Conflicts & War

Indian summons Canadian diplomat over Sikh separatist protests

New Delhi, Mar 26 (EFE).- The Indian government summoned the High Commissioner of Canada to complain against the separatist protests before its diplomatic missions in the North American country, according to a statement by the foreign ministry in New Delhi on Sunday.

“The High Commissioner of Canada was summoned yesterday to convey our strong concern about the actions of separatist and extremist elements against our diplomatic Mission and Consulates in Canada this week,” the statement read.

Members of the Sikh religious group and belonging to the Indian diaspora recently held protests before the Indian embassy in Canada, during which they broke the security perimeter.

The incident was the latest in a series of demonstrations by the members of the minority community in front of India’s diplomatic missions in different parts of the world.

The protests come in response to the Indian government’s operation, launched a week ago, to capture Sikh separatist leader Amritpal Singh, which however is yet to give results.

Singh is leader of the organization “Waris Punjab De,” which calls for an independent state of Khalistan carved out from the northern Punjab region.

Singh is accused of hiding large quantities of weapons and running a center to indoctrinate young Sikhs – a minority in India as a whole but predominant in Punjab – into carrying out attacks and violent protests.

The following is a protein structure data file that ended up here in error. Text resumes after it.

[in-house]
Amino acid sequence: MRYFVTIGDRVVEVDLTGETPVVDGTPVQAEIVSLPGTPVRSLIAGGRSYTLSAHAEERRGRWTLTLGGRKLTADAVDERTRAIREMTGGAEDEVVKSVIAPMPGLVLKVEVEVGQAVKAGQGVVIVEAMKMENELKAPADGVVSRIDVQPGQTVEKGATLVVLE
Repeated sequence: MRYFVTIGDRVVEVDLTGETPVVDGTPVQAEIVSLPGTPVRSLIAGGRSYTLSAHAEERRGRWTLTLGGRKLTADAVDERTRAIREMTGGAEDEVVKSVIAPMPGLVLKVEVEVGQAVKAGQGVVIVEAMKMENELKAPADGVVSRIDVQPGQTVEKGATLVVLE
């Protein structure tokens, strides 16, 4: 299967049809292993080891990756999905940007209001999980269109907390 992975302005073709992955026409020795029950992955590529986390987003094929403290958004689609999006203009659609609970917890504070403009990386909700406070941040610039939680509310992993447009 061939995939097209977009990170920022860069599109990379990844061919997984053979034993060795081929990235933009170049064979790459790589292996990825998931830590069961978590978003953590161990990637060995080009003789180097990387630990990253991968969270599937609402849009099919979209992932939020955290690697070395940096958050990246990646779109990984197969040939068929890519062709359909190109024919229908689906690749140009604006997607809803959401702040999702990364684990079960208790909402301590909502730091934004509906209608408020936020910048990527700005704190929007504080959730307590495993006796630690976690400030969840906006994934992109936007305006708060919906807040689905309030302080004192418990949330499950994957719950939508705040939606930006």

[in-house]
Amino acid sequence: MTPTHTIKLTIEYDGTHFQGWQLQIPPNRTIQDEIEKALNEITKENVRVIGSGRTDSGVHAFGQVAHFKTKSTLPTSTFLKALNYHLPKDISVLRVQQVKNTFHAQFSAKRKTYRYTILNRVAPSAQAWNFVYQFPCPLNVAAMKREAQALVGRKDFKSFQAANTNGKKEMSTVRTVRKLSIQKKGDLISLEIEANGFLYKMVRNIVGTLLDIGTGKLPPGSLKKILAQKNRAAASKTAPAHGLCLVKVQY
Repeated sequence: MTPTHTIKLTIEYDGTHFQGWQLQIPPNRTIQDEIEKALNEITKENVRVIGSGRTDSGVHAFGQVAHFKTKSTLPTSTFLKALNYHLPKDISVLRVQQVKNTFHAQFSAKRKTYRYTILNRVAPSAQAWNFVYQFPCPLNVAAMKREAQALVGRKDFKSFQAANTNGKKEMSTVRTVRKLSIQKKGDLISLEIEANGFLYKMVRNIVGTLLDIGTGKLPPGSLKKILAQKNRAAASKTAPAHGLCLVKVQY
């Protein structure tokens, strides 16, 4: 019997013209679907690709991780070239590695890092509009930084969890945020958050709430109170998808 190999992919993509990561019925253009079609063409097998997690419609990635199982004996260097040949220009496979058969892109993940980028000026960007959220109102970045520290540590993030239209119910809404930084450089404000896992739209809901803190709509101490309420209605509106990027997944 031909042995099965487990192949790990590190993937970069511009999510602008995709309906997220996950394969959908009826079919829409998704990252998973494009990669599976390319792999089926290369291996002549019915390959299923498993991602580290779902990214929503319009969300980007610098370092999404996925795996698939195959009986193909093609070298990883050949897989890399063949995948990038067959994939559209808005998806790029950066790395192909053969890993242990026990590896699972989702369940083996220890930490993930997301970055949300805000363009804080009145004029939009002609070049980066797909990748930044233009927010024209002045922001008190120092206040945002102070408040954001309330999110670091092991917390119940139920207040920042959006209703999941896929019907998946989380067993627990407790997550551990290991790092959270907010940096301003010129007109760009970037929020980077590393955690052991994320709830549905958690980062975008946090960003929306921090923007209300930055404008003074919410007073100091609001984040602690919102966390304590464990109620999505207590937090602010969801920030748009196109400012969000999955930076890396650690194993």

Although the operation has triggered a wave of arrests against the separatist leader’s supporters, Amritpal has so far evaded the authorities.

For years, India has denounced the alleged support for pro-Khalistan separatist movements from the diaspora of this minority community in Canada.

A violent armed uprising in Punjab, demanding the creation of Khalistan caused 25,000 deaths between 1981 and 1995.

The crisis in Punjab reached its peak in June 1984, with the Indian Army entering the sacred Golden Temple where hundreds of armed independence fighters had been entrenched, with the operation resulting in more than 500 deaths.

The incident, in turn, led to the murder of then-Prime Minister Indira Gandhi by two of her Sikh bodyguards in 1984, sparking a wave of violence against minority religion practitioners in New Delhi in which approximately 2,800 people died. EFE


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